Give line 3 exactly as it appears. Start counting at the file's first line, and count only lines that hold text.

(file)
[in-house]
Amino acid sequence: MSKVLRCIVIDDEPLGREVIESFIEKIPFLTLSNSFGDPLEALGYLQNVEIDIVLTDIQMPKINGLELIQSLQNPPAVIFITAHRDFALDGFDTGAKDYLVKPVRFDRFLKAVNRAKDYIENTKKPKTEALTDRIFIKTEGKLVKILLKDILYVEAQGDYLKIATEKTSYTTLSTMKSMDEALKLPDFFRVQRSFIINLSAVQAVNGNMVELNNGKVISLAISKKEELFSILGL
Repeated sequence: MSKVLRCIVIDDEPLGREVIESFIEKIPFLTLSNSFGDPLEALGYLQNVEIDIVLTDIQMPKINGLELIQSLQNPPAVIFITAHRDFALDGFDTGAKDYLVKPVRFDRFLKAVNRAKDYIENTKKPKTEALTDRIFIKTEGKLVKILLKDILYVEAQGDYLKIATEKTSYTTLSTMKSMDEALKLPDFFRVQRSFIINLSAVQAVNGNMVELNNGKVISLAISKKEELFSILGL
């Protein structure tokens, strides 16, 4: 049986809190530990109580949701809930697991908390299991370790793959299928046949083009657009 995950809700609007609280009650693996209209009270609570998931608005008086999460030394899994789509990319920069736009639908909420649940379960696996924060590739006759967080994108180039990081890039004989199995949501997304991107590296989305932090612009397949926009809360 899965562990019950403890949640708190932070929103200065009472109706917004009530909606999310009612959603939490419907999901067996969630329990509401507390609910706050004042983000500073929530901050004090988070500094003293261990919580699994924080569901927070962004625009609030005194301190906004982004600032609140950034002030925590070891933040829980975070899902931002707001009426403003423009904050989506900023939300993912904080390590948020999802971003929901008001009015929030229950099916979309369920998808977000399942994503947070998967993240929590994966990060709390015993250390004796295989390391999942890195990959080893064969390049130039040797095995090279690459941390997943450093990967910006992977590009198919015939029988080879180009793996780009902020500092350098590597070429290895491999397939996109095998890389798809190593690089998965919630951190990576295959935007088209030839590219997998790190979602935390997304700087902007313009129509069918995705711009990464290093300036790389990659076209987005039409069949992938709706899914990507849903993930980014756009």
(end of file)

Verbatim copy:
Repeated sequence: MSKVLRCIVIDDEPLGREVIESFIEKIPFLTLSNSFGDPLEALGYLQNVEIDIVLTDIQMPKINGLELIQSLQNPPAVIFITAHRDFALDGFDTGAKDYLVKPVRFDRFLKAVNRAKDYIENTKKPKTEALTDRIFIKTEGKLVKILLKDILYVEAQGDYLKIATEKTSYTTLSTMKSMDEALKLPDFFRVQRSFIINLSAVQAVNGNMVELNNGKVISLAISKKEELFSILGL